Posted by:on July 30th, 2014
I spotted a pump track video online via Michael Brooke’s Facebook feed, but he was tight lipped about it at the time and I forgot ot follow up on it. Progressive Pumptracks makes modular pump tracks from three different materials, wood, steel, and concrete. The wooden ones seem like they would have a short useful lifespan for a skateboard, even though they are covered with a composite surface. I can imagine the repetitive “thunk thunk” sounds at each seem would only get louder and slower after a season in the rain or snow. The concrete version looks pretty fun though, although technically still reconfigurable, in reality it seems like it would be really hard to move without a good forklift, maybe two.
It’s a pretty exciting idea until you realize that ARC is the company behind it. Actually, it’s still a pretty cool idea, just hard to swallow considering who makes them. A pump track is not really a “skatepark” but more like a skatespot. It looks super fun, and I love the idea of plopping these down on a disused tennis court. Videos and pics after the jump, plus a bonus video of an asphalt pump track someplace called Lake Hayes Estate.
– Thanks to Tim Jamison and Matthijs for the tips
Here are some offerings from Progressive Pumptracks, or ARC, or CRC, or PBR, or whoever they are calling themselves lately. The Progressive Pumptracks web site has links to 4 other entities that all appear to be shadow companies or brands falling under the ARC entity, whose reputation proceeds them. Yes, you can take that a variety of ways…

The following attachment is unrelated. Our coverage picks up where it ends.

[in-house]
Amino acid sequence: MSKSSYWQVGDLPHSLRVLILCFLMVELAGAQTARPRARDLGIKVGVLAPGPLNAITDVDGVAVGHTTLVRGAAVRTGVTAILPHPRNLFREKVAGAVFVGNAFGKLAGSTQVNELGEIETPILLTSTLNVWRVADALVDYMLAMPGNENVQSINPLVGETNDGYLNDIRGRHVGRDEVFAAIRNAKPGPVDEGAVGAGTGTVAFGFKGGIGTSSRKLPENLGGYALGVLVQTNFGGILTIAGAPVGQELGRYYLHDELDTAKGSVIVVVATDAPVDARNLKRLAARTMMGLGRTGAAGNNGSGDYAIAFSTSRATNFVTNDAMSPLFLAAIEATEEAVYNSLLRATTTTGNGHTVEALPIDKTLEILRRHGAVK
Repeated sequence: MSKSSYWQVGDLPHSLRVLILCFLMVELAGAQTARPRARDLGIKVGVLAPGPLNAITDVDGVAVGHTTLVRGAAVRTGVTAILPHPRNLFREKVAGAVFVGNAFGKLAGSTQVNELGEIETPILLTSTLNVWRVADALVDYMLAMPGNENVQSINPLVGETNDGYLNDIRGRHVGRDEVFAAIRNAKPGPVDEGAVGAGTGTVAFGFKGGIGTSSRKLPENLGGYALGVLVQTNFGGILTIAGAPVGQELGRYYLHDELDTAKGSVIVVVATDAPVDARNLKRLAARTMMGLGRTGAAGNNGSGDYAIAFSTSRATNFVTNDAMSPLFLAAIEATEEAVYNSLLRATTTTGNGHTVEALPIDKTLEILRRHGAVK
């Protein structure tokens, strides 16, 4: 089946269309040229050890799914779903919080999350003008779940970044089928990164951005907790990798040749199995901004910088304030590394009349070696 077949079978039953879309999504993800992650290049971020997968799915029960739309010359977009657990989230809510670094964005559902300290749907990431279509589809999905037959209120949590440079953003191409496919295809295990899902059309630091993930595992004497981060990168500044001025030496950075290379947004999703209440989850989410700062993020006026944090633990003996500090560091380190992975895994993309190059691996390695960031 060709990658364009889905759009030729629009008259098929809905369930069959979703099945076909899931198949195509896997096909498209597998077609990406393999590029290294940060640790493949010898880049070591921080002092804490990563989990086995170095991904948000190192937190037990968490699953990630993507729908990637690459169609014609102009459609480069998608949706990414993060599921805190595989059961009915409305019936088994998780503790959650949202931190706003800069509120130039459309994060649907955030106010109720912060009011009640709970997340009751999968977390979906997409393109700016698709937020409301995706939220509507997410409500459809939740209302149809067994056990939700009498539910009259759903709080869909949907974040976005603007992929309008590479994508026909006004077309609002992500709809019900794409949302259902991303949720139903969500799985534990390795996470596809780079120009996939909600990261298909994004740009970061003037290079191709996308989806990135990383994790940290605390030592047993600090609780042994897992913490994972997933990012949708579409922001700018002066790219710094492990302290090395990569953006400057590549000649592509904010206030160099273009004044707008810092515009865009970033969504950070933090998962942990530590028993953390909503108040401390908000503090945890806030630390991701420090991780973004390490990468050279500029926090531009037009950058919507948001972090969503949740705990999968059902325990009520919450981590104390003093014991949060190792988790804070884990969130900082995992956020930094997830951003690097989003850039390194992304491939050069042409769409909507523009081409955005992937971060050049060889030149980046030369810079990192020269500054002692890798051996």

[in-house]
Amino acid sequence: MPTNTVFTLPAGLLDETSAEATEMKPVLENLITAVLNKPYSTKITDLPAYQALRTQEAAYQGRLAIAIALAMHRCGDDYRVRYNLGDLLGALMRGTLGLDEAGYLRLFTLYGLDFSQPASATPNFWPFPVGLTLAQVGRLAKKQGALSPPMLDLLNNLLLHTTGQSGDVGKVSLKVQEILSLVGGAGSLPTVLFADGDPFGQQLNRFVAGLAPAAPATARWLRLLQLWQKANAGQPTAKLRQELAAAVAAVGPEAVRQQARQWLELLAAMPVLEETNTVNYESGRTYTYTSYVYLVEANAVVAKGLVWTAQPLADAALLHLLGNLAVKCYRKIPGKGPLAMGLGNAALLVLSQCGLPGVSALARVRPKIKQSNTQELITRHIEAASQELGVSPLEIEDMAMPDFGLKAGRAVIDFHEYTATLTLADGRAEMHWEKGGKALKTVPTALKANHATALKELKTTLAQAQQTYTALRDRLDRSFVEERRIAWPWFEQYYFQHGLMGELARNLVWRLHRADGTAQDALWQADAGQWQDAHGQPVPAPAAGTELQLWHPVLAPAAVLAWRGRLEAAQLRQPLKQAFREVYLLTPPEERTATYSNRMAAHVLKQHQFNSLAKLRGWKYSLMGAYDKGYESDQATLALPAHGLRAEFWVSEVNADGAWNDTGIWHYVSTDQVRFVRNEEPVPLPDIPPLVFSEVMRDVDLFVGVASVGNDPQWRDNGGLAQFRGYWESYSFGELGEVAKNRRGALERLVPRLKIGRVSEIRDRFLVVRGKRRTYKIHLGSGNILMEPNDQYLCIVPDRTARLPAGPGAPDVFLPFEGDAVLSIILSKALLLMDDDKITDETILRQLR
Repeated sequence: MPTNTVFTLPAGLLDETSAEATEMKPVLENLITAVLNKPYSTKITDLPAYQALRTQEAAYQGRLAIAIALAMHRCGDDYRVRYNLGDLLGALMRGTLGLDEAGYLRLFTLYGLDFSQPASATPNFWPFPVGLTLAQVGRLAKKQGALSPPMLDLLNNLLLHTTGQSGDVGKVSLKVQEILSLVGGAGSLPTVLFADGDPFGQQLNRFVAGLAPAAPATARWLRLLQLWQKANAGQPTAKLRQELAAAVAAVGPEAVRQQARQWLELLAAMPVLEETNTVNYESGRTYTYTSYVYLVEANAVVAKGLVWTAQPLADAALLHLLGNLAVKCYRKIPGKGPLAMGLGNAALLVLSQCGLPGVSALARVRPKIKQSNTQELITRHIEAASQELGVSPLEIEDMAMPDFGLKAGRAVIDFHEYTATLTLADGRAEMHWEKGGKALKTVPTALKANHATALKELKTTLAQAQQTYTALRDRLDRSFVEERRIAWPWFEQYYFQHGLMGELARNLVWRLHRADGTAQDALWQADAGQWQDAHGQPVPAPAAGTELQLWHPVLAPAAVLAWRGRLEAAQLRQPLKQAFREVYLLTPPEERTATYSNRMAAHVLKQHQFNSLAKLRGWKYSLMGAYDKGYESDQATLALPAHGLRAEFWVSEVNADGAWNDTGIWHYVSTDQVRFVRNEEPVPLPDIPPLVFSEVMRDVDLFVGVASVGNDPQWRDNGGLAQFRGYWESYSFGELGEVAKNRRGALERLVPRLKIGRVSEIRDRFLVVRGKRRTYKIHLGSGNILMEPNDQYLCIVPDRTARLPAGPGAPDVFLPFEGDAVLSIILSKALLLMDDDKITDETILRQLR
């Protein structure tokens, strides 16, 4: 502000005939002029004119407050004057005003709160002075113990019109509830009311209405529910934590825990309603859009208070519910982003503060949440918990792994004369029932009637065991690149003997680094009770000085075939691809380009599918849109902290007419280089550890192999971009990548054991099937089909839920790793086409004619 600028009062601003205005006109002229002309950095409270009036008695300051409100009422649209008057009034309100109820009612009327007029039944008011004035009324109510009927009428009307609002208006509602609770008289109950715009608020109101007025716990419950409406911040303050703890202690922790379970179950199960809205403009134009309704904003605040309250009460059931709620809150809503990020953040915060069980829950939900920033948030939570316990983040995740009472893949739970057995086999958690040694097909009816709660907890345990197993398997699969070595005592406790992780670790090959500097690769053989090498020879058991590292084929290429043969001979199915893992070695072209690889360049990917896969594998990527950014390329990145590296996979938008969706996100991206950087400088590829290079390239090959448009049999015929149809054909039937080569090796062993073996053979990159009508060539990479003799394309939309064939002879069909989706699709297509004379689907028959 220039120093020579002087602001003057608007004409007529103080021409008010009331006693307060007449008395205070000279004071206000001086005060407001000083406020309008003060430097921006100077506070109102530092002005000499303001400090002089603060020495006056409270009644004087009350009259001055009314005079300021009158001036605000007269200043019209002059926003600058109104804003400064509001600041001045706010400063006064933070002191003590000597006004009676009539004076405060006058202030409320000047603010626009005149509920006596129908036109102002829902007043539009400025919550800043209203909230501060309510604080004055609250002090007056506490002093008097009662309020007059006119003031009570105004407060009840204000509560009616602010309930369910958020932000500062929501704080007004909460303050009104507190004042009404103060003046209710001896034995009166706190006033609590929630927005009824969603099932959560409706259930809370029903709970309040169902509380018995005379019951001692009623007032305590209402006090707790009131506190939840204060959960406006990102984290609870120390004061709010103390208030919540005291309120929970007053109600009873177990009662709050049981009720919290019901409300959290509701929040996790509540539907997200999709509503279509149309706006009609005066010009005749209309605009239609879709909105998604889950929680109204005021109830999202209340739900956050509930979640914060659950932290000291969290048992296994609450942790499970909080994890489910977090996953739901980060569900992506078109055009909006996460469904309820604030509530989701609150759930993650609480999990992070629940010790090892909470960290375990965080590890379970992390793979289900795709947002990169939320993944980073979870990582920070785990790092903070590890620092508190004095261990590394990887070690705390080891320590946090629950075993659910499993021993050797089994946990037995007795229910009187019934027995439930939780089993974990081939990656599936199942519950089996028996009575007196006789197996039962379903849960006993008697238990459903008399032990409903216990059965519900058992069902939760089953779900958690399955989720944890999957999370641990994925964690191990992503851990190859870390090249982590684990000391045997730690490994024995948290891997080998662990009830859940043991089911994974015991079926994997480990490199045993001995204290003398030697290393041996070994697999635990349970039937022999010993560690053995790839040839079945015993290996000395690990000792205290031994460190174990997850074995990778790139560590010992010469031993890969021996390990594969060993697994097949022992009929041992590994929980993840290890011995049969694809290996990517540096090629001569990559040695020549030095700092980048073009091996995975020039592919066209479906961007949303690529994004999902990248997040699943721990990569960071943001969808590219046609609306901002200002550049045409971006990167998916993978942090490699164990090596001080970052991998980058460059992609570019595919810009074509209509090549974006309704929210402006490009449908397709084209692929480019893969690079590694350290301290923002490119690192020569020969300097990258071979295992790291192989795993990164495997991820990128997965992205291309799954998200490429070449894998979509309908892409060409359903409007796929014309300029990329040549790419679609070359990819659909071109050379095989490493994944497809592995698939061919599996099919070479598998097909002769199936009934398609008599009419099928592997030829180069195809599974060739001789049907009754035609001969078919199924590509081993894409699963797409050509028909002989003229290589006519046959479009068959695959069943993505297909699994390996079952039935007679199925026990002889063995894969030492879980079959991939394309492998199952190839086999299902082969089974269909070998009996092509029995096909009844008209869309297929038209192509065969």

Hard not to pass on a chance to show the varied uses they advertise.
Most of their other videos are bike-centric.
This one shows some of the assembly. There must be a big scooter scene in Spain.
This one looks like the steel version. Notice the rolling noise, like a thunderstorm or airport in the distance.
Here’s some bits of track used in something called the Zero Gravity Expo (Shouldn’t that be in outer space?) I suppose it’s useful for providing identical side by side courses in a racing situation.
This is the Lake Hayes Estate pump track in Queenstown New Zealand. I’m not sure who built it but it looks like a blast. Not the sort of thing you could probably lobby for successfully, although someone did. Imagine the stoke of stumbling upon this or having it in your city as an available spot. This is the best video out there. I’m not sure why they avoid the underpass. Video by Jagged Melon
This is the first one I saw, way more monotonous, but the reason for avoiding the overpass is readily apparent. Looks like it’s still dirt in the pipe for some reason.
I forgot to mention Pump up the Jams.
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